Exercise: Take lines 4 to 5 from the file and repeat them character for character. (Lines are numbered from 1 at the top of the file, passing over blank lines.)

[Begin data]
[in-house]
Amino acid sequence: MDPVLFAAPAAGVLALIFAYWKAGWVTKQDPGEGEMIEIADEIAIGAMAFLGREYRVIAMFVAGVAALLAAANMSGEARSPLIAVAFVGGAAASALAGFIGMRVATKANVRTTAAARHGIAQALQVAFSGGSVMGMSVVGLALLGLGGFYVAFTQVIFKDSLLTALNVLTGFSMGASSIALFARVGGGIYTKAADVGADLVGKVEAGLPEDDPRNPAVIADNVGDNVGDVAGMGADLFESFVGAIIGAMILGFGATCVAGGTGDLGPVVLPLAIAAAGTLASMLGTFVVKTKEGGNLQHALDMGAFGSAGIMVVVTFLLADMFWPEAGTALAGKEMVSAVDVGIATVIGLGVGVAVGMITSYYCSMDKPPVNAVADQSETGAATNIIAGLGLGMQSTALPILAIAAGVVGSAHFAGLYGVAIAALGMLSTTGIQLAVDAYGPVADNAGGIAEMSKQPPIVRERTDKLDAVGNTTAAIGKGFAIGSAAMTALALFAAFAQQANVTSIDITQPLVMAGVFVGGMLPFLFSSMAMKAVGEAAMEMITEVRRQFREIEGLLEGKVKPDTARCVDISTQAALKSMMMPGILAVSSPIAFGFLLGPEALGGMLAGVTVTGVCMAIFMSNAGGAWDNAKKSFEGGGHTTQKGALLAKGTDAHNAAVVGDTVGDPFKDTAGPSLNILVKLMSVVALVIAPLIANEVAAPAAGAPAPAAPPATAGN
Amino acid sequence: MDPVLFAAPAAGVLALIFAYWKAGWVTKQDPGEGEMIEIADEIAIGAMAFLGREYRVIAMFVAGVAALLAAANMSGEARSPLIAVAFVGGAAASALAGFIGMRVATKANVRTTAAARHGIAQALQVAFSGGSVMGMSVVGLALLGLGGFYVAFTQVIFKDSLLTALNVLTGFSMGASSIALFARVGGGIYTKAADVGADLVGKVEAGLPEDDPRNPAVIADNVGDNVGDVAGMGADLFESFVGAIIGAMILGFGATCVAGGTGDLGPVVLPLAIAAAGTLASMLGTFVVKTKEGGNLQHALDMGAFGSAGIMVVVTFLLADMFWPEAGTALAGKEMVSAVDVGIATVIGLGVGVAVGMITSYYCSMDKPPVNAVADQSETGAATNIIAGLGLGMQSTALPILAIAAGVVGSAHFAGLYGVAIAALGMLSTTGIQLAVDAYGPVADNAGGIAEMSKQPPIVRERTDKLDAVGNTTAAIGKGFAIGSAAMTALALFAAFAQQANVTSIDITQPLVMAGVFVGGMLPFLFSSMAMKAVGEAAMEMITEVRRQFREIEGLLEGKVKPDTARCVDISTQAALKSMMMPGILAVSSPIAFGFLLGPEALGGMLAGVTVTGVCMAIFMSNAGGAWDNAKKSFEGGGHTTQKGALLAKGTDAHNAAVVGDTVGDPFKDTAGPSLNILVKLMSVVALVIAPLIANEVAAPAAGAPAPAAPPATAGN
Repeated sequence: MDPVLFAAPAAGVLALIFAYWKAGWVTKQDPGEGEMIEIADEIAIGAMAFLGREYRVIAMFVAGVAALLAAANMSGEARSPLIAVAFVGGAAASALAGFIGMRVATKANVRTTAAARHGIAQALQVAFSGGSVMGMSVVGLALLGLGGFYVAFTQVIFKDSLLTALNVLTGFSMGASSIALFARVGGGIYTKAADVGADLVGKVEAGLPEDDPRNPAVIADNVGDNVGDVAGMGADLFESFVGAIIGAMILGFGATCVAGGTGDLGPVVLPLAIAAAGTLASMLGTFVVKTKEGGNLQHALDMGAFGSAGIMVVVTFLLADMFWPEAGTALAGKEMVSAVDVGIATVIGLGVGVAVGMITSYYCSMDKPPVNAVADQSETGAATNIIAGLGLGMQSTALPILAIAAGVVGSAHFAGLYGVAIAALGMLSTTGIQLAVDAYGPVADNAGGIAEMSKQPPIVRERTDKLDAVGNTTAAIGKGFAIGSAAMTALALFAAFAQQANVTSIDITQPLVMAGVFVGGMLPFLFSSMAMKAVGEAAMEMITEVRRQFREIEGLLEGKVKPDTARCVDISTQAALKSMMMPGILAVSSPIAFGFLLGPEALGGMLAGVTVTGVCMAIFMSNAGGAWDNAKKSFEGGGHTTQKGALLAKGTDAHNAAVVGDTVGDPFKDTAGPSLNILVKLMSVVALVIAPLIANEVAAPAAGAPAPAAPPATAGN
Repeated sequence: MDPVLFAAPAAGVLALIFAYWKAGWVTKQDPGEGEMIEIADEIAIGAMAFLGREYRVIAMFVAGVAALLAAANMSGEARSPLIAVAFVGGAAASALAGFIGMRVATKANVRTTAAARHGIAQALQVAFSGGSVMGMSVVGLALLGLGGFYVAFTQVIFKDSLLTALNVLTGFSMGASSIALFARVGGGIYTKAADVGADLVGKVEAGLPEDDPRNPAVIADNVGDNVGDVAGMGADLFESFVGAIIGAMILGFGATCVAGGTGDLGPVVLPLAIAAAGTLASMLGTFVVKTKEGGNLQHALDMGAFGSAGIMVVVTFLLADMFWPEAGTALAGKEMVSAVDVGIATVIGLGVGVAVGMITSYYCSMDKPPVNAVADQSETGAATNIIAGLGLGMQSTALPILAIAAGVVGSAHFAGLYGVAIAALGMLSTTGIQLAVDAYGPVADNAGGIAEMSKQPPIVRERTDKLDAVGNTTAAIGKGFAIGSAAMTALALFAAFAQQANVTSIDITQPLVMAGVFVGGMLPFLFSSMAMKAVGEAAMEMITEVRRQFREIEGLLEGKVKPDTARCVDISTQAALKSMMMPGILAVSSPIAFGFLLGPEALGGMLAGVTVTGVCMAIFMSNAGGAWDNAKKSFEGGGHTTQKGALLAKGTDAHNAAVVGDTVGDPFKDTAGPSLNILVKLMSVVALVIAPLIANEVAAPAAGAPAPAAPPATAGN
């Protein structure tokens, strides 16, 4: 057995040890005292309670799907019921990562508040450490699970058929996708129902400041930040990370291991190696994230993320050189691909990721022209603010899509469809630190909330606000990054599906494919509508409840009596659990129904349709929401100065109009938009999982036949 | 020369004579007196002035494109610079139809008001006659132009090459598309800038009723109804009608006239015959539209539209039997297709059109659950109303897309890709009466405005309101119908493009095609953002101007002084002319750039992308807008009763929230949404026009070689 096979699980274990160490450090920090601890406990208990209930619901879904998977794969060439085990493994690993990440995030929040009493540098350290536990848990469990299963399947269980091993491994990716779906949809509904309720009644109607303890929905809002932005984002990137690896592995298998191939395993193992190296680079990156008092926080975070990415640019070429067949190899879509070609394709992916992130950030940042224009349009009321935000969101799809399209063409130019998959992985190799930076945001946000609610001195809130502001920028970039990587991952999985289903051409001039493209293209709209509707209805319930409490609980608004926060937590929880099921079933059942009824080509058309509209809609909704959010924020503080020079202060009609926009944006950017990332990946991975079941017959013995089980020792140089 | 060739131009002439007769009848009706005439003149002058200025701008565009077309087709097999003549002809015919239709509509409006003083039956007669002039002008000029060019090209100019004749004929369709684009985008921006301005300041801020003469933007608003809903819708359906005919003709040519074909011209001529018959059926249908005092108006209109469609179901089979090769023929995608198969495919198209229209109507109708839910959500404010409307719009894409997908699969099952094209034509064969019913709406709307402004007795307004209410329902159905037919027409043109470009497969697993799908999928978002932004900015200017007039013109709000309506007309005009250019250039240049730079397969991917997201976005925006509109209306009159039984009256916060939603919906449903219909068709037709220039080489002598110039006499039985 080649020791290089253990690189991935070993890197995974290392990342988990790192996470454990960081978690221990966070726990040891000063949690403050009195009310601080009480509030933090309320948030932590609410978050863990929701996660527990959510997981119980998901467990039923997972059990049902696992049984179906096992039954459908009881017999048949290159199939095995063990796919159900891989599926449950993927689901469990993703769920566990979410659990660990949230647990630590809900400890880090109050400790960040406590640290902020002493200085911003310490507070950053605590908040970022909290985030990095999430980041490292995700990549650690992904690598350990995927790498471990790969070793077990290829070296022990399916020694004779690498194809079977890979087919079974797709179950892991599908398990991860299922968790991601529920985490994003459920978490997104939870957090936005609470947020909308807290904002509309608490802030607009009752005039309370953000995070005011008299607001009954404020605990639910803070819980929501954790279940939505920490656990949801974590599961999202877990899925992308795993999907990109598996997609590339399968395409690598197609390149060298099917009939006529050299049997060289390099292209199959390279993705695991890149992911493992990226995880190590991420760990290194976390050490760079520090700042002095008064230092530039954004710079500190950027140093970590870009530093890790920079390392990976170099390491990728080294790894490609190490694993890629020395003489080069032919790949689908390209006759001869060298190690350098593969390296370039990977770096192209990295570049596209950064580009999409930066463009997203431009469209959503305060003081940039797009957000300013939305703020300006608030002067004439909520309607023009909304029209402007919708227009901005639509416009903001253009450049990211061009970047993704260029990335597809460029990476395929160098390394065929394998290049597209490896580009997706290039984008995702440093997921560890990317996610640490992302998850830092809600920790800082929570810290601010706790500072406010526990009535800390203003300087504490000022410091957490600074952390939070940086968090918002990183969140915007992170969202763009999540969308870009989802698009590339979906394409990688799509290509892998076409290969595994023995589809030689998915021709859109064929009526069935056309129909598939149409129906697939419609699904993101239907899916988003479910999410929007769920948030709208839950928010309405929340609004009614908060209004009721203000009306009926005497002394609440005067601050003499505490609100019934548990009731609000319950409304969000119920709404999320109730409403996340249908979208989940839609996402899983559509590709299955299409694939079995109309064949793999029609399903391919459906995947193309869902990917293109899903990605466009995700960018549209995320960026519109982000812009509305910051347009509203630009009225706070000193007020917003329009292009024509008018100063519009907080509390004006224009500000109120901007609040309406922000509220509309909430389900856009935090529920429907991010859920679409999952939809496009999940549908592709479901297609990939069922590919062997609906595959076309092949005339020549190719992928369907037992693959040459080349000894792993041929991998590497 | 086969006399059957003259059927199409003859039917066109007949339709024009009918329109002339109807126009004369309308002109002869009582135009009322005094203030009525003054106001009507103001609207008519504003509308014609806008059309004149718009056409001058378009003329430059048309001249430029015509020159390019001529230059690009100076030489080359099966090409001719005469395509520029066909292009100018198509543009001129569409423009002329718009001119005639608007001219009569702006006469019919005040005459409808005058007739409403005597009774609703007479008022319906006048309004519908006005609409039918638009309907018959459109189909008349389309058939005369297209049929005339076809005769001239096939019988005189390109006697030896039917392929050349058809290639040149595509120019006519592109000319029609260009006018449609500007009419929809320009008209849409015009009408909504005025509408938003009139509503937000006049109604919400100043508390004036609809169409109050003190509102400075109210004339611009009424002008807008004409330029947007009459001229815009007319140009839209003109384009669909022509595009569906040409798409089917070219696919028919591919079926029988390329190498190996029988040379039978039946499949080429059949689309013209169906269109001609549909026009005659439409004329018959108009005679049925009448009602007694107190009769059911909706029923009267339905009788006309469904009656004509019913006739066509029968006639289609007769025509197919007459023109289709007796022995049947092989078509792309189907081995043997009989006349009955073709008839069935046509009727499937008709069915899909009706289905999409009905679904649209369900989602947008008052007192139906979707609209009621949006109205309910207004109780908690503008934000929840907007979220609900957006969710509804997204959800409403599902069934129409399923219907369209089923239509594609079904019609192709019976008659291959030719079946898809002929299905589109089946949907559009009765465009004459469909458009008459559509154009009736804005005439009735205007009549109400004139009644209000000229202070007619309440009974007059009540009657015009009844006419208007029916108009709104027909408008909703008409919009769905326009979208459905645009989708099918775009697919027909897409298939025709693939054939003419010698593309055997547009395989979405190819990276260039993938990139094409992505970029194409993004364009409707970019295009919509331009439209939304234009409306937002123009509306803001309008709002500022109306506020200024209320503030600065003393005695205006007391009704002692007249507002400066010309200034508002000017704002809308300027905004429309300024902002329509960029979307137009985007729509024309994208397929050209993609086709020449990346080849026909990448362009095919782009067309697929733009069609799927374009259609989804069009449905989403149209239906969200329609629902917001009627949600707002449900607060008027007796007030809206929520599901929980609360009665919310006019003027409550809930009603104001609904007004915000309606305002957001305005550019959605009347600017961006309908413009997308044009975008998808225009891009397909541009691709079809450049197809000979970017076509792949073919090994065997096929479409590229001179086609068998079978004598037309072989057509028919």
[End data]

Repeated sequence: MDPVLFAAPAAGVLALIFAYWKAGWVTKQDPGEGEMIEIADEIAIGAMAFLGREYRVIAMFVAGVAALLAAANMSGEARSPLIAVAFVGGAAASALAGFIGMRVATKANVRTTAAARHGIAQALQVAFSGGSVMGMSVVGLALLGLGGFYVAFTQVIFKDSLLTALNVLTGFSMGASSIALFARVGGGIYTKAADVGADLVGKVEAGLPEDDPRNPAVIADNVGDNVGDVAGMGADLFESFVGAIIGAMILGFGATCVAGGTGDLGPVVLPLAIAAAGTLASMLGTFVVKTKEGGNLQHALDMGAFGSAGIMVVVTFLLADMFWPEAGTALAGKEMVSAVDVGIATVIGLGVGVAVGMITSYYCSMDKPPVNAVADQSETGAATNIIAGLGLGMQSTALPILAIAAGVVGSAHFAGLYGVAIAALGMLSTTGIQLAVDAYGPVADNAGGIAEMSKQPPIVRERTDKLDAVGNTTAAIGKGFAIGSAAMTALALFAAFAQQANVTSIDITQPLVMAGVFVGGMLPFLFSSMAMKAVGEAAMEMITEVRRQFREIEGLLEGKVKPDTARCVDISTQAALKSMMMPGILAVSSPIAFGFLLGPEALGGMLAGVTVTGVCMAIFMSNAGGAWDNAKKSFEGGGHTTQKGALLAKGTDAHNAAVVGDTVGDPFKDTAGPSLNILVKLMSVVALVIAPLIANEVAAPAAGAPAPAAPPATAGN
Repeated sequence: MDPVLFAAPAAGVLALIFAYWKAGWVTKQDPGEGEMIEIADEIAIGAMAFLGREYRVIAMFVAGVAALLAAANMSGEARSPLIAVAFVGGAAASALAGFIGMRVATKANVRTTAAARHGIAQALQVAFSGGSVMGMSVVGLALLGLGGFYVAFTQVIFKDSLLTALNVLTGFSMGASSIALFARVGGGIYTKAADVGADLVGKVEAGLPEDDPRNPAVIADNVGDNVGDVAGMGADLFESFVGAIIGAMILGFGATCVAGGTGDLGPVVLPLAIAAAGTLASMLGTFVVKTKEGGNLQHALDMGAFGSAGIMVVVTFLLADMFWPEAGTALAGKEMVSAVDVGIATVIGLGVGVAVGMITSYYCSMDKPPVNAVADQSETGAATNIIAGLGLGMQSTALPILAIAAGVVGSAHFAGLYGVAIAALGMLSTTGIQLAVDAYGPVADNAGGIAEMSKQPPIVRERTDKLDAVGNTTAAIGKGFAIGSAAMTALALFAAFAQQANVTSIDITQPLVMAGVFVGGMLPFLFSSMAMKAVGEAAMEMITEVRRQFREIEGLLEGKVKPDTARCVDISTQAALKSMMMPGILAVSSPIAFGFLLGPEALGGMLAGVTVTGVCMAIFMSNAGGAWDNAKKSFEGGGHTTQKGALLAKGTDAHNAAVVGDTVGDPFKDTAGPSLNILVKLMSVVALVIAPLIANEVAAPAAGAPAPAAPPATAGN